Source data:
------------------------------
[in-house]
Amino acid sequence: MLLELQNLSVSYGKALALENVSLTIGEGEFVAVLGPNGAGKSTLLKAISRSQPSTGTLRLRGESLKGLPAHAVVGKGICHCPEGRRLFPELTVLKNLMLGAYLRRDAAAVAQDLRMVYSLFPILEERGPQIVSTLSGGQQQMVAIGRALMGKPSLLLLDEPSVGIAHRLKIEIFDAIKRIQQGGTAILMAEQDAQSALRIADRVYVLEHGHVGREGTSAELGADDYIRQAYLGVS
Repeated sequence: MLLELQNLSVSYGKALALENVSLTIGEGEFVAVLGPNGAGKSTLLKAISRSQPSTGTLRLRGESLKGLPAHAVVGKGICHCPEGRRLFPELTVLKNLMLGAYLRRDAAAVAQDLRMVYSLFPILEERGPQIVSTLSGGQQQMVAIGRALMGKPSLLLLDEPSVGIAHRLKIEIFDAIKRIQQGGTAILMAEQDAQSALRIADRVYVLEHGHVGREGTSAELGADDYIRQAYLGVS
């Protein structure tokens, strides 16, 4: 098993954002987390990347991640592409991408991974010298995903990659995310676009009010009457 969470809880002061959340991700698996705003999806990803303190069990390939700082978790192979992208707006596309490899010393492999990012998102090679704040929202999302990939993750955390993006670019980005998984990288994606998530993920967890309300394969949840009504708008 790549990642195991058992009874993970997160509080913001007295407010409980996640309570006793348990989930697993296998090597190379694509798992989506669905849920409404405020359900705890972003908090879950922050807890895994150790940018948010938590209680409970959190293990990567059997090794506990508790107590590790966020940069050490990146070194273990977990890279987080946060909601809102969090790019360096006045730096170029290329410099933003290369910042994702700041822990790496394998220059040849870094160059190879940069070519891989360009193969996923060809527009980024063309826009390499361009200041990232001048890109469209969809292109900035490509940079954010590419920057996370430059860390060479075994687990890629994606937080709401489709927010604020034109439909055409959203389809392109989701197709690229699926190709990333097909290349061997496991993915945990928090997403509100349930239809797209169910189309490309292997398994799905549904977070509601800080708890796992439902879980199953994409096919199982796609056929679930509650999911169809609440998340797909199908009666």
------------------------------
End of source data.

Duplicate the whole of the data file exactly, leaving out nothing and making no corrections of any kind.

[in-house]
Amino acid sequence: MLLELQNLSVSYGKALALENVSLTIGEGEFVAVLGPNGAGKSTLLKAISRSQPSTGTLRLRGESLKGLPAHAVVGKGICHCPEGRRLFPELTVLKNLMLGAYLRRDAAAVAQDLRMVYSLFPILEERGPQIVSTLSGGQQQMVAIGRALMGKPSLLLLDEPSVGIAHRLKIEIFDAIKRIQQGGTAILMAEQDAQSALRIADRVYVLEHGHVGREGTSAELGADDYIRQAYLGVS
Repeated sequence: MLLELQNLSVSYGKALALENVSLTIGEGEFVAVLGPNGAGKSTLLKAISRSQPSTGTLRLRGESLKGLPAHAVVGKGICHCPEGRRLFPELTVLKNLMLGAYLRRDAAAVAQDLRMVYSLFPILEERGPQIVSTLSGGQQQMVAIGRALMGKPSLLLLDEPSVGIAHRLKIEIFDAIKRIQQGGTAILMAEQDAQSALRIADRVYVLEHGHVGREGTSAELGADDYIRQAYLGVS
């Protein structure tokens, strides 16, 4: 098993954002987390990347991640592409991408991974010298995903990659995310676009009010009457 969470809880002061959340991700698996705003999806990803303190069990390939700082978790192979992208707006596309490899010393492999990012998102090679704040929202999302990939993750955390993006670019980005998984990288994606998530993920967890309300394969949840009504708008 790549990642195991058992009874993970997160509080913001007295407010409980996640309570006793348990989930697993296998090597190379694509798992989506669905849920409404405020359900705890972003908090879950922050807890895994150790940018948010938590209680409970959190293990990567059997090794506990508790107590590790966020940069050490990146070194273990977990890279987080946060909601809102969090790019360096006045730096170029290329410099933003290369910042994702700041822990790496394998220059040849870094160059190879940069070519891989360009193969996923060809527009980024063309826009390499361009200041990232001048890109469209969809292109900035490509940079954010590419920057996370430059860390060479075994687990890629994606937080709401489709927010604020034109439909055409959203389809392109989701197709690229699926190709990333097909290349061997496991993915945990928090997403509100349930239809797209169910189309490309292997398994799905549904977070509601800080708890796992439902879980199953994409096919199982796609056929679930509650999911169809609440998340797909199908009666």